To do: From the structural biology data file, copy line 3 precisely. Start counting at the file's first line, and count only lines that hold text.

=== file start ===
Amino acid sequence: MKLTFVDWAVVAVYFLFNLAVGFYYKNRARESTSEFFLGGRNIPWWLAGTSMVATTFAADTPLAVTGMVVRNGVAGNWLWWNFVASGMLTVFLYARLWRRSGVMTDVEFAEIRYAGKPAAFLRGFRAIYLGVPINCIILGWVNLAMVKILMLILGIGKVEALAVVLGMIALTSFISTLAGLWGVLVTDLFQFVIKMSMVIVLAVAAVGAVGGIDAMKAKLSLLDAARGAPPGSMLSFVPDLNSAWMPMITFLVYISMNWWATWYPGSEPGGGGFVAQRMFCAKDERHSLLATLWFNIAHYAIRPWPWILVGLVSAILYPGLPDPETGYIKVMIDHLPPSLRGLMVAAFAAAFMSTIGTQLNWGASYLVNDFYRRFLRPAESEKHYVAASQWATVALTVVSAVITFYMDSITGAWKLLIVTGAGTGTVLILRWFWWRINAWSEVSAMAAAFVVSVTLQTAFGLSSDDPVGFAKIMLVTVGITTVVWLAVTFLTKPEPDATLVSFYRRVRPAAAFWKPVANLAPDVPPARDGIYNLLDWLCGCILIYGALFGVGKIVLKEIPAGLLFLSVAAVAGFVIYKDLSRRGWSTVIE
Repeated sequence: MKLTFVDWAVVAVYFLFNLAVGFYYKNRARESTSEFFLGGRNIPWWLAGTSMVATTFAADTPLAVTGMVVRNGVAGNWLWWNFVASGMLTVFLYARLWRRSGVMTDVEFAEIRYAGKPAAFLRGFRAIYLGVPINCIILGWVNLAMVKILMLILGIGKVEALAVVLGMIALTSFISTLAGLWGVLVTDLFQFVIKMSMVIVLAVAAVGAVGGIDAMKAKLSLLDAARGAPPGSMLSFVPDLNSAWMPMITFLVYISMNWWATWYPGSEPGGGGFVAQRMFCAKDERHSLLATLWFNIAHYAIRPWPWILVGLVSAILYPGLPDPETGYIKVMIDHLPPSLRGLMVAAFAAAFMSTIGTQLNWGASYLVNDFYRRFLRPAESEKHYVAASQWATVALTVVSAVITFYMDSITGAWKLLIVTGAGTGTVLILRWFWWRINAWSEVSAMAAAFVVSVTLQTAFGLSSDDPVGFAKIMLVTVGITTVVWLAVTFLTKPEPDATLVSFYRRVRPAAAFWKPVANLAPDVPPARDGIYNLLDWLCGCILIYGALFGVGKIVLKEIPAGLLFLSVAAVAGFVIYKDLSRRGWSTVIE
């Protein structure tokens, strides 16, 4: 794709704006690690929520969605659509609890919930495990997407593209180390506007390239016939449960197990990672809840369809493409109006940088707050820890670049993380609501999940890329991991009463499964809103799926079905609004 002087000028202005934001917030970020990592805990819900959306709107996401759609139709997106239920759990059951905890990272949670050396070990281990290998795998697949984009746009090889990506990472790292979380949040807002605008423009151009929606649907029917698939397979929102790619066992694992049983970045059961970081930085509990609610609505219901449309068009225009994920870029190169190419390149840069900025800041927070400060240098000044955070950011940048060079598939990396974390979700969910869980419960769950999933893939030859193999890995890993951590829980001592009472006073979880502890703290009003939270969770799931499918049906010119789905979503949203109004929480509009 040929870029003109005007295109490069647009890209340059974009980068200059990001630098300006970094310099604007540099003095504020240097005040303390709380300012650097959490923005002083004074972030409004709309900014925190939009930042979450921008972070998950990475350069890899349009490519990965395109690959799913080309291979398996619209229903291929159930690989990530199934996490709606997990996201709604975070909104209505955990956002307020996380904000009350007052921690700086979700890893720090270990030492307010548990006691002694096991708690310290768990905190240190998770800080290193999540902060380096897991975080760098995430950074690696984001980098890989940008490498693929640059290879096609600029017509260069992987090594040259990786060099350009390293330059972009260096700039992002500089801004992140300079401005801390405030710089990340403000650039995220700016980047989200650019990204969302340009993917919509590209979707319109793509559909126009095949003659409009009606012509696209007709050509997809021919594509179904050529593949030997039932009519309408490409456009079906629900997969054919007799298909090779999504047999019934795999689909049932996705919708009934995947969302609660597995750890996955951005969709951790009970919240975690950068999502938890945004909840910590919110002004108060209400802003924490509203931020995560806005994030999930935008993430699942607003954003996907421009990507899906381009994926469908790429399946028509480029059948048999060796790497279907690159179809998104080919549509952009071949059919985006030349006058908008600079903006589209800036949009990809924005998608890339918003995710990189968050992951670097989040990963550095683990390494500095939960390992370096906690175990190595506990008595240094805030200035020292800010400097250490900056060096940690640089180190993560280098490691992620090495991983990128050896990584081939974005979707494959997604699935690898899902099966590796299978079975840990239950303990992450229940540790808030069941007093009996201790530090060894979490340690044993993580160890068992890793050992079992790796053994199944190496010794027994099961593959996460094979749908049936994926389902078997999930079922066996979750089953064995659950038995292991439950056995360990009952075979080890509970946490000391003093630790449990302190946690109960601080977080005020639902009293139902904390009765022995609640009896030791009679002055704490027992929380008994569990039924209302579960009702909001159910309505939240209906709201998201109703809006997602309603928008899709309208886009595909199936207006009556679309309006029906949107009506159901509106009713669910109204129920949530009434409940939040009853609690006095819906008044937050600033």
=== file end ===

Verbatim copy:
């Protein structure tokens, strides 16, 4: 794709704006690690929520969605659509609890919930495990997407593209180390506007390239016939449960197990990672809840369809493409109006940088707050820890670049993380609501999940890329991991009463499964809103799926079905609004 002087000028202005934001917030970020990592805990819900959306709107996401759609139709997106239920759990059951905890990272949670050396070990281990290998795998697949984009746009090889990506990472790292979380949040807002605008423009151009929606649907029917698939397979929102790619066992694992049983970045059961970081930085509990609610609505219901449309068009225009994920870029190169190419390149840069900025800041927070400060240098000044955070950011940048060079598939990396974390979700969910869980419960769950999933893939030859193999890995890993951590829980001592009472006073979880502890703290009003939270969770799931499918049906010119789905979503949203109004929480509009 040929870029003109005007295109490069647009890209340059974009980068200059990001630098300006970094310099604007540099003095504020240097005040303390709380300012650097959490923005002083004074972030409004709309900014925190939009930042979450921008972070998950990475350069890899349009490519990965395109690959799913080309291979398996619209229903291929159930690989990530199934996490709606997990996201709604975070909104209505955990956002307020996380904000009350007052921690700086979700890893720090270990030492307010548990006691002694096991708690310290768990905190240190998770800080290193999540902060380096897991975080760098995430950074690696984001980098890989940008490498693929640059290879096609600029017509260069992987090594040259990786060099350009390293330059972009260096700039992002500089801004992140300079401005801390405030710089990340403000650039995220700016980047989200650019990204969302340009993917919509590209979707319109793509559909126009095949003659409009009606012509696209007709050509997809021919594509179904050529593949030997039932009519309408490409456009079906629900997969054919007799298909090779999504047999019934795999689909049932996705919708009934995947969302609660597995750890996955951005969709951790009970919240975690950068999502938890945004909840910590919110002004108060209400802003924490509203931020995560806005994030999930935008993430699942607003954003996907421009990507899906381009994926469908790429399946028509480029059948048999060796790497279907690159179809998104080919549509952009071949059919985006030349006058908008600079903006589209800036949009990809924005998608890339918003995710990189968050992951670097989040990963550095683990390494500095939960390992370096906690175990190595506990008595240094805030200035020292800010400097250490900056060096940690640089180190993560280098490691992620090495991983990128050896990584081939974005979707494959997604699935690898899902099966590796299978079975840990239950303990992450229940540790808030069941007093009996201790530090060894979490340690044993993580160890068992890793050992079992790796053994199944190496010794027994099961593959996460094979749908049936994926389902078997999930079922066996979750089953064995659950038995292991439950056995360990009952075979080890509970946490000391003093630790449990302190946690109960601080977080005020639902009293139902904390009765022995609640009896030791009679002055704490027992929380008994569990039924209302579960009702909001159910309505939240209906709201998201109703809006997602309603928008899709309208886009595909199936207006009556679309309006029906949107009506159901509106009713669910109204129920949530009434409940939040009853609690006095819906008044937050600033």